In Common Wealth, Harry Boyte argues that while Alinsky's style of organizing "did much to keep alive and adapt older populist themes of organizing for power in the twentieth century," it "lacked a larger, framing visionary perspective" and thus "produced local power but not much broader change." Although Boyte's writing style is less clear and direct than Horwitt's, the issues he raises in this provocative book provide an excellent complement to Horwitt's work.

He describes the way Alinsky's Industrial Areas Foundation (IAF) adapted and incorporated concerns for the public and private dimensions of life, making students in the program aware that their personal issues and characters were part of their public actions as organizers. He uses examples from the IAF-created Baltimoreans United in Leadership Development (BUILD) to illustrate how organizing works in more contemporary pluralistic situations.

Using a quote from Rev. Doug Miles,

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he portrays the personal power that comes once an organizer begins to understand how his or her personal life and professional life are merged: "Preachers historically have problems in their personal lives at home because they're so busy in 'public' taking care of everybody else. When I figured out what priorities I had been living by, I sat there and cried. My wife was fourteenth, after the NAACP. For the first time it dawned on me just how neglectful I was being. It also altered my view of the ministry. The church had been functioning so that if the pastor was not involved, the program did not go. I began to see the fallacy of that. The ministry was not something I was responsible for. I began to see the need to share responsibility, not to be afraid of training people to become leaders." Miles says that this experience "altered my view of the ministry." Organizing is indeed a vocation, which is probably why organizers and the clergy have traditionally been allies in so many instances.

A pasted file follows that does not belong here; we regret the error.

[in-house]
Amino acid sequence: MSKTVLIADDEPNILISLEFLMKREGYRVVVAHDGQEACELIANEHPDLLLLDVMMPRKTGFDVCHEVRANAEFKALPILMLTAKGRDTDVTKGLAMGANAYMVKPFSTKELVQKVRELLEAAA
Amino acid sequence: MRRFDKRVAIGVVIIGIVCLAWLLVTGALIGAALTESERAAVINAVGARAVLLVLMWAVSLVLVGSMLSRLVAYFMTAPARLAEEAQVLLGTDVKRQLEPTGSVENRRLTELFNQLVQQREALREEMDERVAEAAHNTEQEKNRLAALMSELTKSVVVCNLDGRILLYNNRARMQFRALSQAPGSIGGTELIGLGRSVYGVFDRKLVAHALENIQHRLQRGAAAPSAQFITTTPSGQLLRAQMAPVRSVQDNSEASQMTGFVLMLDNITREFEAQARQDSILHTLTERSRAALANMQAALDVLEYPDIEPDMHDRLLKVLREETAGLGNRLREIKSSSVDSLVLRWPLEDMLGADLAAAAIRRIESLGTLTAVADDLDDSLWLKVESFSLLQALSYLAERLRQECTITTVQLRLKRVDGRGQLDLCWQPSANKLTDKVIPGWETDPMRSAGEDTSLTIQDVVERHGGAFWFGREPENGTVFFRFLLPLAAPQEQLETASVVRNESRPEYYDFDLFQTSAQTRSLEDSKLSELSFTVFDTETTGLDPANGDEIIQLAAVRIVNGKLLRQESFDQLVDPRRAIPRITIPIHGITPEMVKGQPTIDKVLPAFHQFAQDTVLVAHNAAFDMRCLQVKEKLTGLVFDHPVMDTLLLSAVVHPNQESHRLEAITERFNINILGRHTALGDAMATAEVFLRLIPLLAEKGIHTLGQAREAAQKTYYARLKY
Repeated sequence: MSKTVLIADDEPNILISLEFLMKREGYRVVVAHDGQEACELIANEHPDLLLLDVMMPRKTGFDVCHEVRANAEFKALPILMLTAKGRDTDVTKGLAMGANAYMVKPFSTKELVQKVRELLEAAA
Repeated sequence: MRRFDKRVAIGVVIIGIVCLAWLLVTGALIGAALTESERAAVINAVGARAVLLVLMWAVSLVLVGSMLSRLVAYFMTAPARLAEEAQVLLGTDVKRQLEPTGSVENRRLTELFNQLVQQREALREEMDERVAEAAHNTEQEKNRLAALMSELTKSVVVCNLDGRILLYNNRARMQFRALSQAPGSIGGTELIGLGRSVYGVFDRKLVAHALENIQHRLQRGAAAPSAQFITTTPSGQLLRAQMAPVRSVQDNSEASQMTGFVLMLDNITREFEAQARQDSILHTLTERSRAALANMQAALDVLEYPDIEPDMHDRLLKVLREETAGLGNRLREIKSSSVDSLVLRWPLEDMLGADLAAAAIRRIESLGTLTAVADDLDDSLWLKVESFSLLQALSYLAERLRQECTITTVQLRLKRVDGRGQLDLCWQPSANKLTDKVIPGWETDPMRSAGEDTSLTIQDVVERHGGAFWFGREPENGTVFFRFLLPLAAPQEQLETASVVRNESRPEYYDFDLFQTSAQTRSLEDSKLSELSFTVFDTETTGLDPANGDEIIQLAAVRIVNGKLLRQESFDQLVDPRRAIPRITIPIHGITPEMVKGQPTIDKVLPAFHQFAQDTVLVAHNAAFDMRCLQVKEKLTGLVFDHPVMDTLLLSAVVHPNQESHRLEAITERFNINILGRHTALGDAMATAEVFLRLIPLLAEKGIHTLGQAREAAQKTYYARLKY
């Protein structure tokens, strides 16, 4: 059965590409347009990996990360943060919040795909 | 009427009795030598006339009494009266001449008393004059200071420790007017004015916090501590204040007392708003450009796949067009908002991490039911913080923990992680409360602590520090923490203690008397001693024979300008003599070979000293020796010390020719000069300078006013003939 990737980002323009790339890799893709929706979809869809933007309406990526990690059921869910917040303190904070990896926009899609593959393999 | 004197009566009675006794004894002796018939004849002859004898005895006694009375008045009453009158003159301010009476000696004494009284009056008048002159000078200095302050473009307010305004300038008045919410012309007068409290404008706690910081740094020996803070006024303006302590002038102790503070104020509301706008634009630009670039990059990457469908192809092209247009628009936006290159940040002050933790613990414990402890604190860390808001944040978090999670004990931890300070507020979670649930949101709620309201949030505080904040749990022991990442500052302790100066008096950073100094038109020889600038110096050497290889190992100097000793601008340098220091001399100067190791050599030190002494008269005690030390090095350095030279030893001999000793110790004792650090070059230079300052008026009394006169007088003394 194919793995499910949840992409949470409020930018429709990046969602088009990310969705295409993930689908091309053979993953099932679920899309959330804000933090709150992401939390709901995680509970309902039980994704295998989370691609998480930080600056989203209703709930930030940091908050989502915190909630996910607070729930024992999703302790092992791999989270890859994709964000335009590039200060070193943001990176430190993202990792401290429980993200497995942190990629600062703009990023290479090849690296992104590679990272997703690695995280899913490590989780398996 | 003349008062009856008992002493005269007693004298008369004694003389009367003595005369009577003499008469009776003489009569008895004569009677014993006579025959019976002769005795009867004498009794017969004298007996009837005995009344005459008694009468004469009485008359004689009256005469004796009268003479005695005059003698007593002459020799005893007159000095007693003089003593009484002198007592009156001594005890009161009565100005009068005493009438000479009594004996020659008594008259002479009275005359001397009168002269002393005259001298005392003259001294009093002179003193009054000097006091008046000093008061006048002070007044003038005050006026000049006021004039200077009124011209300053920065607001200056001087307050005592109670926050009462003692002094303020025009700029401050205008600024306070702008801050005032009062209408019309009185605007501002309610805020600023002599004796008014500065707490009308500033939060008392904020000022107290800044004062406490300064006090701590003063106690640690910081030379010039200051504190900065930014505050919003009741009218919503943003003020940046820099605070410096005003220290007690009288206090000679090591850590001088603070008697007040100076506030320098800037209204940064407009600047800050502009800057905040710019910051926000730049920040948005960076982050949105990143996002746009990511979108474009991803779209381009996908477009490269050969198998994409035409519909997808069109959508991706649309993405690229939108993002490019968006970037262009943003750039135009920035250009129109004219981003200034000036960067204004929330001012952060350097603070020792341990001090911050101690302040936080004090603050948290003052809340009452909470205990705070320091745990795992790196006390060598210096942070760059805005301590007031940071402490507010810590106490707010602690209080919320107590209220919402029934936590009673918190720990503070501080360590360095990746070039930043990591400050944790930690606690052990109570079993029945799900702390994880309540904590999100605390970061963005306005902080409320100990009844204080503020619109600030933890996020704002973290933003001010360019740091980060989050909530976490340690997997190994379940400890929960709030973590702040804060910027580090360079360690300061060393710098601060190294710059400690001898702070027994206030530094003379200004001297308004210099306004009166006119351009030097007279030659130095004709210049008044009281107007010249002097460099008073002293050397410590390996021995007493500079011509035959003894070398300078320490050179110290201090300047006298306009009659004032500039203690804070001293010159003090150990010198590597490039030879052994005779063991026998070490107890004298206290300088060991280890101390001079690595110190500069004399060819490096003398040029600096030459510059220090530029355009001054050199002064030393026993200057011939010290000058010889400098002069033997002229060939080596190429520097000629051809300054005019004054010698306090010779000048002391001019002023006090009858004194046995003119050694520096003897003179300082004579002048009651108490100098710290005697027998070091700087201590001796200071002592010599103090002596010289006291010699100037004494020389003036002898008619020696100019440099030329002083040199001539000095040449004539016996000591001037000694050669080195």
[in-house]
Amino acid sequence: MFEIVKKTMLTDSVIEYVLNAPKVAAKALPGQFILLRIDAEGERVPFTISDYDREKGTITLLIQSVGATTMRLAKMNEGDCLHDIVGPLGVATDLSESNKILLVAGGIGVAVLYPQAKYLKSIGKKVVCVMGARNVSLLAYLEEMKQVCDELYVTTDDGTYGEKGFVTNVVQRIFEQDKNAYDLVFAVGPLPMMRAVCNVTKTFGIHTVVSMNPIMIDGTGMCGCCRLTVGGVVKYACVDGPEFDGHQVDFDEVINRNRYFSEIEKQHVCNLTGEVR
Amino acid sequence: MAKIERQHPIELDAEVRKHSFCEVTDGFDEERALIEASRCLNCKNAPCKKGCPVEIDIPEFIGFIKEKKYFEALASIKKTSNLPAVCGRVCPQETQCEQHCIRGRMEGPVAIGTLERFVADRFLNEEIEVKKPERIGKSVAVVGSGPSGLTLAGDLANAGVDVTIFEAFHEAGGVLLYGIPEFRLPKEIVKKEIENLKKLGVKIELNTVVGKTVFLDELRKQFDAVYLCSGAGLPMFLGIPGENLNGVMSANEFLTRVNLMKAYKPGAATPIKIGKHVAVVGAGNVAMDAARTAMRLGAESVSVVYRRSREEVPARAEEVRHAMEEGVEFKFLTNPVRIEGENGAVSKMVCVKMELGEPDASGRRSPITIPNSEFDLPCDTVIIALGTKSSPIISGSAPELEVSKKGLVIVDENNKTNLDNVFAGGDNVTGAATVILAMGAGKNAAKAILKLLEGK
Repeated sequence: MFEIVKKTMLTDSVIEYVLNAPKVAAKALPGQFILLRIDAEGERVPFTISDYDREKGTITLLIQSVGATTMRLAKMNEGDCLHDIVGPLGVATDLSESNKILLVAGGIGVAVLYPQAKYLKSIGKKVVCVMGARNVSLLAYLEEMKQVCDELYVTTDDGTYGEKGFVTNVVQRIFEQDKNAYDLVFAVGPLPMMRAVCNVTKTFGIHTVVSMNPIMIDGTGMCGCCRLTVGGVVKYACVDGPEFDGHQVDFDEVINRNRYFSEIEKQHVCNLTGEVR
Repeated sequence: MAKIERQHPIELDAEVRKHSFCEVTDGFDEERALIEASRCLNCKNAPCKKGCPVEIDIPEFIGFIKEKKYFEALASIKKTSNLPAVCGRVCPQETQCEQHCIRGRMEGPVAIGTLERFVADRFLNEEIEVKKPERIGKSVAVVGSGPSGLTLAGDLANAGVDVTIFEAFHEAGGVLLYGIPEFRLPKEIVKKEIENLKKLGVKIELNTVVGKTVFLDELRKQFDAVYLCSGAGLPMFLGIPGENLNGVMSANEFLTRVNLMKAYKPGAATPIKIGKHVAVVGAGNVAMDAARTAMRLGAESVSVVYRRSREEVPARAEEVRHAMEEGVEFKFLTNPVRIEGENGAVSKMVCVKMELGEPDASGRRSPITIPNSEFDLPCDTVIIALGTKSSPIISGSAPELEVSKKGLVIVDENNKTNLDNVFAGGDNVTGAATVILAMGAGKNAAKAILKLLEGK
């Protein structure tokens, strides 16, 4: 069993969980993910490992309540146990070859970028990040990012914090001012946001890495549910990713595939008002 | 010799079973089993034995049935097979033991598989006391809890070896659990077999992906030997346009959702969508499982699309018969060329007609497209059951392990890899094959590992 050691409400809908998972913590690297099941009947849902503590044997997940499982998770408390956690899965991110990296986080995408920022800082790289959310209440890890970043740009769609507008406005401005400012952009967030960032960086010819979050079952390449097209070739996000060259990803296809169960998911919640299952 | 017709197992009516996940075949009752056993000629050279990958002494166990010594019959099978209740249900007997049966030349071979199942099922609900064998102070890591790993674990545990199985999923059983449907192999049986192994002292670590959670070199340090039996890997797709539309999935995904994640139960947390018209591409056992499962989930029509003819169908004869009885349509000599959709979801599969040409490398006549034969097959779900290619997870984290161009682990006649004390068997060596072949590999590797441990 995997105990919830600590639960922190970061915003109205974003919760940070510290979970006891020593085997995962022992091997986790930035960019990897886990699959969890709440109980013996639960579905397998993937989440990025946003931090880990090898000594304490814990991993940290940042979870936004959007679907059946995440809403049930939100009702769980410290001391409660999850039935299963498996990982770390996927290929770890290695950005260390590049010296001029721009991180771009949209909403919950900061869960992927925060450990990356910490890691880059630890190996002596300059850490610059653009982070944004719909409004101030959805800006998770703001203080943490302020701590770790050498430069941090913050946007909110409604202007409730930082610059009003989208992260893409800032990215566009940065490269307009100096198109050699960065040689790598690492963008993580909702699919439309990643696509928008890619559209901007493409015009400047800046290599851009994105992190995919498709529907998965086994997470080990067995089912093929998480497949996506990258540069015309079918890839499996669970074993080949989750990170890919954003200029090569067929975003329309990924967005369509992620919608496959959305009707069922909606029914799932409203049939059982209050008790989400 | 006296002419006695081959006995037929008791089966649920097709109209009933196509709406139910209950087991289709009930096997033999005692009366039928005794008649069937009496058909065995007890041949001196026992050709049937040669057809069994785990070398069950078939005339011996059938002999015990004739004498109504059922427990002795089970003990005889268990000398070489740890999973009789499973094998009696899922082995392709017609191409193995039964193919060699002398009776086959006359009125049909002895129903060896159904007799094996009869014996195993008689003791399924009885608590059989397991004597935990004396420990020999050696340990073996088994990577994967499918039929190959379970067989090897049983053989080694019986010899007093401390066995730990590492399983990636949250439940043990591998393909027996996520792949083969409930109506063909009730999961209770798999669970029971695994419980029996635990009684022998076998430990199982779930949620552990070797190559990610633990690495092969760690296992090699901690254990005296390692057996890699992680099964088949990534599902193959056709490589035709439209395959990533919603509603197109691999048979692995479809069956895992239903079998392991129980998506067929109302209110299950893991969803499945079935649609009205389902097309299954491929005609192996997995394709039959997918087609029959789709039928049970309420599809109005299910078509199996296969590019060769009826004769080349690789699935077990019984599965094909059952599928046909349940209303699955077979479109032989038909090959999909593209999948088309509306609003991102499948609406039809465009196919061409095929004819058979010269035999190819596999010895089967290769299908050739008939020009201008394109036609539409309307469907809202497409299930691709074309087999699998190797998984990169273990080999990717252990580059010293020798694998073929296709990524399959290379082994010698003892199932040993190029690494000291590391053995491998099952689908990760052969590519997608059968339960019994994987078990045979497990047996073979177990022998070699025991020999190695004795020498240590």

Clearly, successful organizing today is a blend of Alinsky's 'let's get it done' energy with Boyte's advice to focus on information
The thesis of Boyte's book is that "effective citizen action in our times is possible if and only if citizens develop the abilities to gain access to information of all kinds (from data about the roads and sewers to educational, environmental and economic patterns) and the skills to put such information to effective use." He is, in my opinion, too pessimistic about the results achieved by "Alinsky-style" organizing.

Clearly, successful organizing today is a blend of Alinsky's "let's get it done" energy with Boyte's advice to focus on information. After reading both books, I was left wishing that Alinsky were still around to help show us how to do it.

William C. McCready is associate director of the Public Opinion Laboratory and associate professor of sociology at Northern Illinois University.